Back in the day, Mac users generally shrugged off the dreaded “Y2K” problem. Macs since the beginning could store dates in 4 digits and work with dates well after 2000. However, back then we knew there was a time in the distant future where we would start running into date-related problems… unfortunately that time is now. Classic Macs may have trouble setting dates 2020 and beyond, but the good news is there’s a solution – at least for now.
The Roaring 2020s
This all started when my Color Classic Mystic’s PRAM battery died. (Finding one of those is a story in itself.) In any case I replaced the battery and set the date; June 29th 2020. The first sign of trouble was the “day of the week” was showing up incorrectly in the menu bar. Then to my surprise, all of the files I created got date-stamped as “June 29th 1920”.
I then checked another system, my SE/30. Since I did not have the date displaying the day of week in the menu bar, I was none the wiser that my clock was actually set to 1920, and not 2020! Next, I checked my Mac Classic… which was correctly set to 2020. What gives!?
The issue begins to become clear when using the Date & Time control panel. In it, I was able to set the 4-digit year up to 2019 – and as soon as you increment it up to 2020, it drops back to the 1900s! The control panel in System 7 and 8 only supports years up to 2019!
Macs apparently knew we didn’t want to deal with 2020 in general…
So now what? My clocks were only correct because I must have set them previously to 2020, and they obviously support dates after 2020. The good news is I figured out two ways to solve the issue…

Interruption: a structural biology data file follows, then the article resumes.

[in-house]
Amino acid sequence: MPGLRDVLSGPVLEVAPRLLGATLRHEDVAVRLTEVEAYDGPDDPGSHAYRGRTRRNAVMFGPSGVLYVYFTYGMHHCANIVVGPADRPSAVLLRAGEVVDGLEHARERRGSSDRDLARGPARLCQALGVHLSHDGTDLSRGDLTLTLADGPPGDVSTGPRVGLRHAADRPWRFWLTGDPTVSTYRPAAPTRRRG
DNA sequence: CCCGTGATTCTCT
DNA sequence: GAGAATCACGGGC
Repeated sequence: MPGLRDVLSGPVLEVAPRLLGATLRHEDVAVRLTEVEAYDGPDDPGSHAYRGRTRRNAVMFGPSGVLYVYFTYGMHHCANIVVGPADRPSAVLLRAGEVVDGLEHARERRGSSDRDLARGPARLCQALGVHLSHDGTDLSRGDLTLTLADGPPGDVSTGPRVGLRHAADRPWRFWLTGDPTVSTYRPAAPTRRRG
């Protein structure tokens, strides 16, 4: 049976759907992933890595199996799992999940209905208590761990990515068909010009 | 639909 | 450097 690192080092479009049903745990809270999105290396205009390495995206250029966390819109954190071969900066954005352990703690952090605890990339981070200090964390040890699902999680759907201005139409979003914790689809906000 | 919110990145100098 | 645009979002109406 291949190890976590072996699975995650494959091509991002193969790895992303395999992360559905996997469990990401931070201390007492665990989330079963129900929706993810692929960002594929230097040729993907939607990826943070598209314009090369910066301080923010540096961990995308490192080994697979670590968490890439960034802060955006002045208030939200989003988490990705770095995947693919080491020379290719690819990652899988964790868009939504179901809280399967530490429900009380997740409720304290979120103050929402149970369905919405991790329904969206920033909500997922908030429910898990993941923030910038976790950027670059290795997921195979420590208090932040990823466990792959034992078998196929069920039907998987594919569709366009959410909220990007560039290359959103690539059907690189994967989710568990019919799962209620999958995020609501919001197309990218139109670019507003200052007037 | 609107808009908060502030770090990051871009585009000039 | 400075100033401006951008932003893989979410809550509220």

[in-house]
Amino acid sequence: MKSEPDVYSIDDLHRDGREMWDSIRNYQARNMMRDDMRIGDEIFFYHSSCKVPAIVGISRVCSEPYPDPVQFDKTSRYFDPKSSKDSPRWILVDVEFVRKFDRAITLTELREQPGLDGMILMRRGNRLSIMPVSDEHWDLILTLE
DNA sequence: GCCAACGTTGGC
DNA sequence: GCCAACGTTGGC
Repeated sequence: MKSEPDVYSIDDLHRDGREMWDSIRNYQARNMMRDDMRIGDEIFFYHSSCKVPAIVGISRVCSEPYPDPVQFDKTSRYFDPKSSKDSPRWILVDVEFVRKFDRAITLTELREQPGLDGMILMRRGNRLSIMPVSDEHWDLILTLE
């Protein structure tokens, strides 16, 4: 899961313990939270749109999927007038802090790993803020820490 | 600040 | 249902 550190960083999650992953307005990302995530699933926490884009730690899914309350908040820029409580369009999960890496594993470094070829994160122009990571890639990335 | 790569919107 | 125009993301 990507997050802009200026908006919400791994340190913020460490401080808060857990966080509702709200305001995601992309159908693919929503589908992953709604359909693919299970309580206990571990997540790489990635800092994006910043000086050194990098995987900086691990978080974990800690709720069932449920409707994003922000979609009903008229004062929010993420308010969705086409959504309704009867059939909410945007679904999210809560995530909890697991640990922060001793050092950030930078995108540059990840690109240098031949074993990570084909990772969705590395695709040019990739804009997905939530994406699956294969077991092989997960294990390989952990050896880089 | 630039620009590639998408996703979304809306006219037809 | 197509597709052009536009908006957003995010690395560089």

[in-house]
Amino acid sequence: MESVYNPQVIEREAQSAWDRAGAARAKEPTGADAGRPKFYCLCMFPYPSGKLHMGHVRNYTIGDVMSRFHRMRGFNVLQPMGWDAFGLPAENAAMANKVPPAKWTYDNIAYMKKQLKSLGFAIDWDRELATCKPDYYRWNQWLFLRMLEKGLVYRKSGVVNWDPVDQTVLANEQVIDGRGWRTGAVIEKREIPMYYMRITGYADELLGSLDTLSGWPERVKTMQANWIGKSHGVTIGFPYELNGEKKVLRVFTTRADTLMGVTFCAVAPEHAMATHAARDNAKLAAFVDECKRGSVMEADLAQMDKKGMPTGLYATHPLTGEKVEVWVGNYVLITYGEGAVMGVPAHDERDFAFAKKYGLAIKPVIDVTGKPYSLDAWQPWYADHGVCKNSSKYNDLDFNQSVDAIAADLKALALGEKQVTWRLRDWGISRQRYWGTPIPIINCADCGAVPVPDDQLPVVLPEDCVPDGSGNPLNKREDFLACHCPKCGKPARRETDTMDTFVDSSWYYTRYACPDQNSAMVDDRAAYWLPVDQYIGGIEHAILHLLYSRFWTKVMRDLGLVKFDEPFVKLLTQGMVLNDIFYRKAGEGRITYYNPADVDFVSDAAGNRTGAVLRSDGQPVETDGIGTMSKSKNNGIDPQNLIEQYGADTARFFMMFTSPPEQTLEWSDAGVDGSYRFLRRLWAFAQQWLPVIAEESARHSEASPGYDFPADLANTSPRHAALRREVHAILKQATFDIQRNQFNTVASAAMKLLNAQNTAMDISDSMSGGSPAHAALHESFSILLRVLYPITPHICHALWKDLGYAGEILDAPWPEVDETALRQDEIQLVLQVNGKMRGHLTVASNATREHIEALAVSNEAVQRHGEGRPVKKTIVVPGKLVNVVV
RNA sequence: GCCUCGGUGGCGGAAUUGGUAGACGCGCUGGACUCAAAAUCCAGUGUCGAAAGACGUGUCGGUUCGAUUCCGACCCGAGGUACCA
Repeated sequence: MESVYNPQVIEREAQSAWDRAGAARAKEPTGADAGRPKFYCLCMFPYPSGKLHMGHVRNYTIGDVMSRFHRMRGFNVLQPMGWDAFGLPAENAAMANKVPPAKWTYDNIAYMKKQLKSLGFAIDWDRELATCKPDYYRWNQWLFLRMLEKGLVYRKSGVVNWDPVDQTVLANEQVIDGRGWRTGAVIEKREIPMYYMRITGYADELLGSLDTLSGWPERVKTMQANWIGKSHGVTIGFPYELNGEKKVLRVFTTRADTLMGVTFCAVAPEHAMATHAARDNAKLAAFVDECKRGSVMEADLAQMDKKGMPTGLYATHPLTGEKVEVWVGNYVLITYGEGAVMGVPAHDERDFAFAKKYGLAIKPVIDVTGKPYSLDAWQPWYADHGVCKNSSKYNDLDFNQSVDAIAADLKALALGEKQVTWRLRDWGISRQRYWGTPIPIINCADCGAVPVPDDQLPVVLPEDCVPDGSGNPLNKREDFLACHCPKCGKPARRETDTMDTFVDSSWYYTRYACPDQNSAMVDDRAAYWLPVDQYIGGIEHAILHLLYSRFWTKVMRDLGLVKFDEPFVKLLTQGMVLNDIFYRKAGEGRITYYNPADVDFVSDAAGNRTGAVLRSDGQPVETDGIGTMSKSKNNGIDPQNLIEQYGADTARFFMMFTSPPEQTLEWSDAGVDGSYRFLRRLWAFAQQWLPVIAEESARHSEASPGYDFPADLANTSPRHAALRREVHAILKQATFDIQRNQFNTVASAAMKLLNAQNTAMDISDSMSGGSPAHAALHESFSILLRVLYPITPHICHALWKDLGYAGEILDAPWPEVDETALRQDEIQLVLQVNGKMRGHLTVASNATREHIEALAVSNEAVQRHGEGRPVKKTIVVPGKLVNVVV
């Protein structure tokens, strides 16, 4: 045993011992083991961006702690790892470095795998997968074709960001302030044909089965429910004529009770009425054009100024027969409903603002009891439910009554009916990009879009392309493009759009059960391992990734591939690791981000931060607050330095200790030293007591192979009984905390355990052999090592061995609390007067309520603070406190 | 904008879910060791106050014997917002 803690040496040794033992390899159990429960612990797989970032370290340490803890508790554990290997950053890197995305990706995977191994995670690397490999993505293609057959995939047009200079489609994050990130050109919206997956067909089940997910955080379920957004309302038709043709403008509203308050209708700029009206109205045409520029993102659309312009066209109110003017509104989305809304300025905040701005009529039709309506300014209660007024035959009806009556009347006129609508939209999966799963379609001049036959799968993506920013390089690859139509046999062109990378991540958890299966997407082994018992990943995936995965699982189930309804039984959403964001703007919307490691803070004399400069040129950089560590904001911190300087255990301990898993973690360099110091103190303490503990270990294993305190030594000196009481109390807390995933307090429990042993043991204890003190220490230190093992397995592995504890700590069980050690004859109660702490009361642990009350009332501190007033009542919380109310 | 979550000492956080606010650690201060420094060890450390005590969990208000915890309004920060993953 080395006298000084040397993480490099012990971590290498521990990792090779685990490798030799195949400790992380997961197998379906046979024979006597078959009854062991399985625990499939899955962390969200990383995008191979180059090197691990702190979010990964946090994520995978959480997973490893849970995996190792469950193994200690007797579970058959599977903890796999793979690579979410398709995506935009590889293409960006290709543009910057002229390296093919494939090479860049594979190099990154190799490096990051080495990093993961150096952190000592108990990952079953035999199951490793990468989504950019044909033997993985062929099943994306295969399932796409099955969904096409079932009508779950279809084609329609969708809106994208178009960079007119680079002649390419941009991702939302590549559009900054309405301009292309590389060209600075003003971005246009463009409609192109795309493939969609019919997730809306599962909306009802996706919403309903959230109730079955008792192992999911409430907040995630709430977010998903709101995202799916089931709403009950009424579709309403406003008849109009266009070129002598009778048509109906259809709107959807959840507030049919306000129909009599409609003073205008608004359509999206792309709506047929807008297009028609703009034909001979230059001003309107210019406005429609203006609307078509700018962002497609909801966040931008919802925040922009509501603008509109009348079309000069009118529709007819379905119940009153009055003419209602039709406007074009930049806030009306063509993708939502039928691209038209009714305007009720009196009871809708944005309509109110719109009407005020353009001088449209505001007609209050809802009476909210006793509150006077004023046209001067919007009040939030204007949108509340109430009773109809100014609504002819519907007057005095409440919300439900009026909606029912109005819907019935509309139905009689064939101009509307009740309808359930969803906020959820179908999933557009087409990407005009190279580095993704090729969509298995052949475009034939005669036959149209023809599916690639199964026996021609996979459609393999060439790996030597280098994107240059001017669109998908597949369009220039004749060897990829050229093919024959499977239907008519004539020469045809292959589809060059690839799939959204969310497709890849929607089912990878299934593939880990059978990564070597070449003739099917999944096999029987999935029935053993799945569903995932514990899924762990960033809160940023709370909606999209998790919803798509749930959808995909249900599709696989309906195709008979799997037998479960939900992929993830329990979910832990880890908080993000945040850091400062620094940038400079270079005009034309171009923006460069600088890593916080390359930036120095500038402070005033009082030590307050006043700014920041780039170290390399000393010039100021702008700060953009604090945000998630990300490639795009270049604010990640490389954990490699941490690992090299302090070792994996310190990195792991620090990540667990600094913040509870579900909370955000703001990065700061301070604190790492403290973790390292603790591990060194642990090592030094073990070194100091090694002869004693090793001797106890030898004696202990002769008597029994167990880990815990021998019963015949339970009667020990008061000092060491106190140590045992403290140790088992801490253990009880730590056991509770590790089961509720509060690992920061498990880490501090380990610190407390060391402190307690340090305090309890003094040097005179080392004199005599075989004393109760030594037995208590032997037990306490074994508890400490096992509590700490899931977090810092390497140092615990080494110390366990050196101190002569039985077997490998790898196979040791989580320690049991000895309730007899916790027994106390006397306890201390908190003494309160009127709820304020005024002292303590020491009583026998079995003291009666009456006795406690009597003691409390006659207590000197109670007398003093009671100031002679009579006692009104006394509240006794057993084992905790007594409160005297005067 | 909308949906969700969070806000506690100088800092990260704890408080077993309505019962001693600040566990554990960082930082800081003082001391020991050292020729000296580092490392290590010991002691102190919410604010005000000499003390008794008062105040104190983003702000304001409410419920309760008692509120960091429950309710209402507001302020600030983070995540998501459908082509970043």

Option 1: Network Time
If your classic Macintosh has the ability to reach the internet, one easy option is to use the Network Time control panel…
In it, we can specify a time server, like “time.apple.com”, and click “Set Time” to synchronize the system clock to the server’s time. Done.
Option 2: Set Date CDEV
If you do not have the ability to use Network Time, there is fortunately a control panel out there capable of setting the year post-2020, it’s simply called “Set Date”…
You can find out more and download a copy of “Set Date” at Low End Mac.
So, we’re good, right?
Well, yes – for the next 20 years at least. The Mac was designed to support dates from 1904 to 2040 due to the algorithm used for the calendar. You can read more about the date limitations in this old MacWorld article about Y2K.
The good news is we’ll have working Mac clocks for the next 20 years, and we still have 20 years to figure out a hack to address the 2040 limitation.